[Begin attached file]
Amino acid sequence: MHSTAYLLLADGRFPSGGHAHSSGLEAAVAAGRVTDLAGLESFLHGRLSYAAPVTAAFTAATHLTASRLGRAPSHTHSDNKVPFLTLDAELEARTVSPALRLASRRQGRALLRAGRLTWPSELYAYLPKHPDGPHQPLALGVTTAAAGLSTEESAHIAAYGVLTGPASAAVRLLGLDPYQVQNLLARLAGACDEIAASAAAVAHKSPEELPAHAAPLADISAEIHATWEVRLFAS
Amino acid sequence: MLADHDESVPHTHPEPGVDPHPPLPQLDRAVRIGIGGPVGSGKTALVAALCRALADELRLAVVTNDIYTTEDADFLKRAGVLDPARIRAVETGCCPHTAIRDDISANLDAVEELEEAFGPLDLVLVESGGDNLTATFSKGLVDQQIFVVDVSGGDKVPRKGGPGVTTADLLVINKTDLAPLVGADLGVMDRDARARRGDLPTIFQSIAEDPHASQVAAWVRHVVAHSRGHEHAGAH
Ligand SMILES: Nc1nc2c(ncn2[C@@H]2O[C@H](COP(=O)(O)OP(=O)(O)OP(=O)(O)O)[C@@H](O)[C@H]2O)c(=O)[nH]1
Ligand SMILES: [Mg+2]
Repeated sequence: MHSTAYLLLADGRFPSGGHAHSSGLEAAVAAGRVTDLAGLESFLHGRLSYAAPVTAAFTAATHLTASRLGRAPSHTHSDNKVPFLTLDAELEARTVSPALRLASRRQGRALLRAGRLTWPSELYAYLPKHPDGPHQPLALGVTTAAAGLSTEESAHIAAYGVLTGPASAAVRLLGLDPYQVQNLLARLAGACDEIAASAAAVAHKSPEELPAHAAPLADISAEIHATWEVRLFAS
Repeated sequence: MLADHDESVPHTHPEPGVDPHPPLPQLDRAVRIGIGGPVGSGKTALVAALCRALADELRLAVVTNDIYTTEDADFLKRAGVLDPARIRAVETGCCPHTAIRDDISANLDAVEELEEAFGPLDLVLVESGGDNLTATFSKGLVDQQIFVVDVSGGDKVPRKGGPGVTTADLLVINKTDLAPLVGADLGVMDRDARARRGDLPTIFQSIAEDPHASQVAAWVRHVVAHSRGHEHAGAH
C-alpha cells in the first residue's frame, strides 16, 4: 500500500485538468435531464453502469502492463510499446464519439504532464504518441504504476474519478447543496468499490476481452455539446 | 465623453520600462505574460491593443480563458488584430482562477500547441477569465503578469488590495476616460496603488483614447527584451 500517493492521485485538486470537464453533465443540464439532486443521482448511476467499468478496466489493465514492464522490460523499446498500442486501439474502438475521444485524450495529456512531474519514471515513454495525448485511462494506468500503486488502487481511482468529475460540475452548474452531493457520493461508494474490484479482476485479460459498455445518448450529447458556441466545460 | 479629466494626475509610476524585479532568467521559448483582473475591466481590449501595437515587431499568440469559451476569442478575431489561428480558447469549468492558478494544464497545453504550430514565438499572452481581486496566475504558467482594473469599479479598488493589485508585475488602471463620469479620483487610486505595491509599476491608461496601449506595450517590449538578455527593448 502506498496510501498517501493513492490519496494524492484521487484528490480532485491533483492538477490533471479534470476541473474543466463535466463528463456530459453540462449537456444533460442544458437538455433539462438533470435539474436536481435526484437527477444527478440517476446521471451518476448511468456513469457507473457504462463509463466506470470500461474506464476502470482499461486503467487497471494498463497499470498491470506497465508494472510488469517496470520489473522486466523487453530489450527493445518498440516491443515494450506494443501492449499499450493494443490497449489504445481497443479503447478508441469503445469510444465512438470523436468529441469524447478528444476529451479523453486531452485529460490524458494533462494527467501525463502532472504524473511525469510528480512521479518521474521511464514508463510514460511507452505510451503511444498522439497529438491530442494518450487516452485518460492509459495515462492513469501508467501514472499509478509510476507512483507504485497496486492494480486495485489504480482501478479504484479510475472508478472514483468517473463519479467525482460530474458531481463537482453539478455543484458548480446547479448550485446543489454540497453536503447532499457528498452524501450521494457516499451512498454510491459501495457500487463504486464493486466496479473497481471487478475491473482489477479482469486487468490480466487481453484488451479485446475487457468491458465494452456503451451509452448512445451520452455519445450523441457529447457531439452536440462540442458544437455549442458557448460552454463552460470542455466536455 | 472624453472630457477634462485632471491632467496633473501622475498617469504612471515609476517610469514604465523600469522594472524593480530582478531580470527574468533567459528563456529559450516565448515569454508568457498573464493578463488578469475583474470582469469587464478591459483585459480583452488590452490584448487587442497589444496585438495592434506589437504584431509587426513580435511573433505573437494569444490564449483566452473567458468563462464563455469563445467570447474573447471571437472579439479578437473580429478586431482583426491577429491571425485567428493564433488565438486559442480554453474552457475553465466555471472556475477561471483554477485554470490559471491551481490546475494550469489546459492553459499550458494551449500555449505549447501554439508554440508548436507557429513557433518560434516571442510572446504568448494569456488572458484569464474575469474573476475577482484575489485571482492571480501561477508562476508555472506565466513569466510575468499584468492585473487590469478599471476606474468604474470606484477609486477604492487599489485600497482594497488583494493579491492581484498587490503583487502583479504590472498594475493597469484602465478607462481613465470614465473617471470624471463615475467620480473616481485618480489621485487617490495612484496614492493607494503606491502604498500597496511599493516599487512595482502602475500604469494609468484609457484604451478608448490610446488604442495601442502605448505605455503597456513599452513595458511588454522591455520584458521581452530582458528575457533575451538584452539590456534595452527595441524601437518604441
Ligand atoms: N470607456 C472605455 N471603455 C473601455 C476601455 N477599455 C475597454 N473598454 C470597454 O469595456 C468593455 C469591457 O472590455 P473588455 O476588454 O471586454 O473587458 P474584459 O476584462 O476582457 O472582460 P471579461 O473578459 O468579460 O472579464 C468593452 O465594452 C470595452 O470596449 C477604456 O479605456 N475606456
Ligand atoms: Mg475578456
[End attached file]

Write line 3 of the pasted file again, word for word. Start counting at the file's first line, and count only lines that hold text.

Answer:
Ligand SMILES: Nc1nc2c(ncn2[C@@H]2O[C@H](COP(=O)(O)OP(=O)(O)OP(=O)(O)O)[C@@H](O)[C@H]2O)c(=O)[nH]1